posted by planetthoughtful at 10:21 AM on November 23, 2005

go get a second opinion. It could be a sign of something serious. Weakness and night sweats were symptoms of my father's lymphoma.
posted by jon_kill at 10:47 AM on November 23, 2005

I have this same problem, yet I'm on no medications at all. The only thing that I've found that helps is having a fan in the window. Of course, now that it's winter that has to go. I haven't found a good way to deal with this and it was extra sucky when it happened on a transatlantic flight.
posted by pieoverdone at 11:37 AM on November 23, 2005

Personally I'd trade my constant-sweats for night-sweats so you can always look on the bright side of that.

If you don't have a good and thick cotton mattress pad you should have one. Sheets straight onto the mattress are doing to get much wetter and more disgusting. Additionally you should look into lightweight sheets and blankets to put onto your body even if you pile more and warmer ones on top of them.

Lastly, when you get up in the morning don't make the bed. It may offend your sense of aesthetics but trapping that moisture (even if it no longer feels moist, it is) under a few layers gives the bacteria a much better breeding ground, requiring more regular sheet changes. And every other day gets old fast.
posted by phearlez at 11:49 AM on November 23, 2005

This is related to room temperature but worth a try. Wear a hat in bed one night. I've woken up in the same state as you if my head has got cold in the night. I'm assuming my body is heating up to try & warm my head & wearing a hat stopped the sweats.

No good if, as it seems, that your sweats are not cold-related but worth a try for a never know...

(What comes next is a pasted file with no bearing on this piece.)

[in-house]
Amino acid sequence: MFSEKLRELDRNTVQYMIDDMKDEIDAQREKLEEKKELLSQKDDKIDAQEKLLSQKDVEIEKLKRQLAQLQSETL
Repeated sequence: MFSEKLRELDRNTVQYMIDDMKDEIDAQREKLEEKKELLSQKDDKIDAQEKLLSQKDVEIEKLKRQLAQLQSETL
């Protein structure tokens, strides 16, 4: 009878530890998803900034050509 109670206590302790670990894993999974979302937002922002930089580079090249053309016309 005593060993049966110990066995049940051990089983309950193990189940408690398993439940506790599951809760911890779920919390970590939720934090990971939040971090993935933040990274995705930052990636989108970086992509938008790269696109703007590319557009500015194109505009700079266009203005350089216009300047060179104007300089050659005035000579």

posted by i_cola at 12:07 PM on November 23, 2005

I typically get night sweats when sick and my fever breaks. My solution is to take ibuprofren about two hours before bed, causing the fever to go away before I ever even lie down. If I take it (or, say, Nyquil) right before bed, then my fever breaks even harder, causing me to sweat much worse.

Also, when are you taking your medication? If at night, perhaps ask your doctor if it's ok to take it in the morning, so that its effects are lower at night.
posted by dsword at 12:14 PM on November 23, 2005

I second the second opinion above - my night sweats were caused by Hodgkin's Disease. Even when the lymph node under my armpit had swollen too much to allow me to sleep, my original doc actually said to me "It's not like it's cancer." So find another doc just to make sure.

Now that the scary stuff is out of the way, I'd keep some old undershirts by the bed. I'd wipe down with one, put on another, and the third I'd lay across the sweat spot in the bed. That way you're dry, where you're laying is dry, and the bedside shirt helps wick up a little of the bedsweat.

Of course, then you have three shirts a day headed to the wash, but at least I was semi-comfortable at night.
posted by Moondoggie at 12:38 PM on November 23, 2005

Avoiding the problem is something that people with leukemia have been searching for unsuccessfully for years. Coping with it is another matter. Have you tried flannel sheets?
posted by Neiltupper at 5:23 PM on November 23, 2005

Cymbalta is a common cause of sweats- it's due mostly to the noradrinergic action.

If you are taking it for neuropathic or other pain, there may be other medications that work differently. If you are taking it for depression, consider something more selective serotonin...

But then, it's always important to weight the benefits and problems of a treatment.

But you should see your doctor about such things, and yes, to rule out other causes- especially if you go off potentially offending meds and the symptom persists.

Not Medical Advice- Opinion only. Your Mileage May Vary
posted by INFOHAZARD at 10:59 AM on November 27, 2005